Technology — Verizon

Warren wants to break up big tech companies

Stefani Reynolds

Sen. Elizabeth Warren (D-Mass.) called for breaking up Silicon Valley’s largest companies on Friday, saying that the tech giants have gained “too much power over our economy, our society, and our democracy.”

“To restore the balance of power in our democracy, to promote competition, and to ensure that the next generation of technology innovation is as vibrant as the last, it’s time to break up our biggest tech companies,” Warren said in a post on Medium.

{mosads}Warren is the first major 2020 Democratic presidential candidate to call for breaking up companies like Facebook, Google and Amazon, though the idea has gained traction among progressives in recent years amid growing concerns about data privacy and the potential to use social media to spread disinformation.

Warren is also hoping to shine a light on the firms’ market power and how it has been used to influence the economy and society as a whole.

“I want a government that makes sure everybody — even the biggest and most powerful companies in America — plays by the rules,” Warren wrote. “And I want to make sure that the next generation of great American tech companies can flourish.”

“To do that, we need to stop this generation of big tech companies from throwing around their political power to shape the rules in their favor and throwing around their economic power to snuff out or buy up every potential competitor,” she continued.

Such an effort would be a massive undertaking for any administration, likely resulting in years of court battles. But Warren argued that the U.S. has a “long tradition of breaking up companies when they have become too big and dominant ” like AT&T, JPMorgan and Standard Oil.

Amazon and Facebook declined to comment. A Google spokeswoman did not immediately respond when asked for comment.

Warren’s plan is sure to set off shock waves among the largest tech companies, which have been under siege by policymakers around the world.

“The Warren campaign’s call to breakup big tech companies reflects a ‘big is bad, small is beautiful’ ideology run amok,” the Information Technology and Innovation Foundation, a tech policy think tank, said in a statement.

“Breaking up large Internet companies just because they are large won’t help consumers,” the group added. “It will hurt them by reducing convenience, reducing quality of service and innovation, and in some cases leading to the introduction of priced services.”

NetChoice, a trade association that represents Google and Facebook, blasted Warren’s “hipster” views on antitrust and argued the internet economy is not lacking in competition.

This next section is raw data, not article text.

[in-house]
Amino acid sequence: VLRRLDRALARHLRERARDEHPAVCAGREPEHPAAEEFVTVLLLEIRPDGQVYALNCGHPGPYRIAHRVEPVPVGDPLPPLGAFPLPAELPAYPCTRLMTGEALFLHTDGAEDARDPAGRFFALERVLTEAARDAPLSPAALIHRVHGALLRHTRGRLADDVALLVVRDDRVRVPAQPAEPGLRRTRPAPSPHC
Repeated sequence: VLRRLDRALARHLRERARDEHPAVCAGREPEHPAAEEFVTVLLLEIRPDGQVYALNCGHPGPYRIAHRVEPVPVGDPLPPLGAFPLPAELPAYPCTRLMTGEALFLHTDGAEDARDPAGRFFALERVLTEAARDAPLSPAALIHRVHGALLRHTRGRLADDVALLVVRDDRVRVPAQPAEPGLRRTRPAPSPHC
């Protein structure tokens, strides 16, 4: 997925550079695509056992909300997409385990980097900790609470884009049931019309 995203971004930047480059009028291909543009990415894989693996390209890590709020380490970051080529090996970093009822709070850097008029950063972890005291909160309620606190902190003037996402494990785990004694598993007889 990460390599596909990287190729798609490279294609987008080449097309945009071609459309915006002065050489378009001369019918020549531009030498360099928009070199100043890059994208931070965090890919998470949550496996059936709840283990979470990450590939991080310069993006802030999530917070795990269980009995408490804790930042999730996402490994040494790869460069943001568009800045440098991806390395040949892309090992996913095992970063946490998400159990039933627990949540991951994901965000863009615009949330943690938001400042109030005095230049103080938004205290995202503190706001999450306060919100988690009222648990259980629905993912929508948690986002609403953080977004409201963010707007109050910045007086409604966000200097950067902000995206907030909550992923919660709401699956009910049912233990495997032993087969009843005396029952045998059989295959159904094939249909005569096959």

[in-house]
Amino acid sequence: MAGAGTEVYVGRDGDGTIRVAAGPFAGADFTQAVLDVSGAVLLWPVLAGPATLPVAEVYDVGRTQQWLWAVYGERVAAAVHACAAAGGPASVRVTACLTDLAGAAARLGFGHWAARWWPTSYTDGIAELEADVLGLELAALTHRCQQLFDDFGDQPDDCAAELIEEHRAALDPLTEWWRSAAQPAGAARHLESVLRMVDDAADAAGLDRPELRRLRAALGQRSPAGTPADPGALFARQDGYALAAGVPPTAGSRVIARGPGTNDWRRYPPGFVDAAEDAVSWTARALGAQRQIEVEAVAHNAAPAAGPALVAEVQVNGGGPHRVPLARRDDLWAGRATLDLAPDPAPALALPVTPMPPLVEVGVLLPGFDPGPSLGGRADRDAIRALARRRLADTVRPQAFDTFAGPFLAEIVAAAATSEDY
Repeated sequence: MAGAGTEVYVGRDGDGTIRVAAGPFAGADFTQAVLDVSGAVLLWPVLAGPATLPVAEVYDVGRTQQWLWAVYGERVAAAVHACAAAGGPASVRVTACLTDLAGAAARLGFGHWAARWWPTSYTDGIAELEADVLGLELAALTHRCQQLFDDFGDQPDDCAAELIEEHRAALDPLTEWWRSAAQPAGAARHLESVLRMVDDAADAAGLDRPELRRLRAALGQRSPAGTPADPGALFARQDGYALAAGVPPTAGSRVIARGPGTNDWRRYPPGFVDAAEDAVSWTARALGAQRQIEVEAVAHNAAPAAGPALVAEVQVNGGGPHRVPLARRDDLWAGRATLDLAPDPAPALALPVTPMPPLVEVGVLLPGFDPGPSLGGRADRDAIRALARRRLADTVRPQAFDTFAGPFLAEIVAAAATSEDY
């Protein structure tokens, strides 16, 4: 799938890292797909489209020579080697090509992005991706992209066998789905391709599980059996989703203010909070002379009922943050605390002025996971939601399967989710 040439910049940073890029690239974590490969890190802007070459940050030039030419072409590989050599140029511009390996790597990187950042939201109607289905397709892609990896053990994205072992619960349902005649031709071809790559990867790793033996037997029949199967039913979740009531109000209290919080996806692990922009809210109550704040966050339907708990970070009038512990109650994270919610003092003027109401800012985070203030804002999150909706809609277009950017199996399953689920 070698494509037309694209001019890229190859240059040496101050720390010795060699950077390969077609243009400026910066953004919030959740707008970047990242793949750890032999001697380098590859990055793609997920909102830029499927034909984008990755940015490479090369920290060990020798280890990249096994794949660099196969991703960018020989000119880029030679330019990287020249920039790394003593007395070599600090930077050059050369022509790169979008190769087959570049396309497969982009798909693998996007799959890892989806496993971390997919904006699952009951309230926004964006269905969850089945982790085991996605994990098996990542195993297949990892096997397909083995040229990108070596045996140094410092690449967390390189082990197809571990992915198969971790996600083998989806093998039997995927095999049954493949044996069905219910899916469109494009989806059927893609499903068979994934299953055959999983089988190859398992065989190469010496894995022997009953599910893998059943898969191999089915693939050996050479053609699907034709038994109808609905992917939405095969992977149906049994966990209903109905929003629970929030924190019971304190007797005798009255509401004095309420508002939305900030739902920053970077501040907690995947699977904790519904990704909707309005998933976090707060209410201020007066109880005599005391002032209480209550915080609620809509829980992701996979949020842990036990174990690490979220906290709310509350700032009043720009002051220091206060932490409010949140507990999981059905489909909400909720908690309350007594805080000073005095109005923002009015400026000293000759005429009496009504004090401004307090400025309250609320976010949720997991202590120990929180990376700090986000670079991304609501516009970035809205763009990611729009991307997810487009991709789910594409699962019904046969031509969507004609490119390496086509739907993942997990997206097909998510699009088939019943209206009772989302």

“Never before have consumers and workers had more access to goods, services, and opportunities online,” Carl Szabo, the group’s general counsel, said in a statement.

In her post, Warren outlined a two-pronged approach to cracking down on internet giants. One part of the plan is to pass legislation that would designate certain large online services as “platform utilities” — companies with annual revenue of more than $25 billion that “offer to the public an online marketplace, an exchange, or a platform for connecting third parties.”

Under her proposal, any company that owns such a platform would be barred from owning any entity that participates on that platform.

For instance, Amazon would be prohibited from selling its own generic products on its marketplace — which has become a growing source of revenue for the company. Critics say the practice is unfair to competitors who do not have the same access to mass troves of data on consumer behavior.

Under such a law, Amazon would be required to sell off its generic products business, and Google would be forced to split into separate search and advertising entities.

And under Warren’s plan, platform utilities would also be prohibited from selling or transferring data to third parties.

The second part of the plan acknowledges that such an undertaking would largely fall on the nation’s antitrust enforcers at agencies like the Department of Justice and the Federal Trade Commission.

Warren vowed to nominate officials who would unwind past mergers that have been approved by regulators. She singled out as potential targets Amazon subsidiaries Zappos and Whole Foods; Google’s Nest and DoubleClick; and Facebook’s WhatsApp and Instagram.

“The steps I’m proposing today will allow existing big tech companies to keep offering customer-friendly services, while promoting competition, stimulating innovation in the tech sector, and ensuring that America continues to lead the world in producing cutting-edge tech companies. It’s how we protect the future of the Internet,” Warren wrote.

Updated at 11:12 a.m.

Tags 2020 Amazon Big tech Elizabeth Warren Facebook Google
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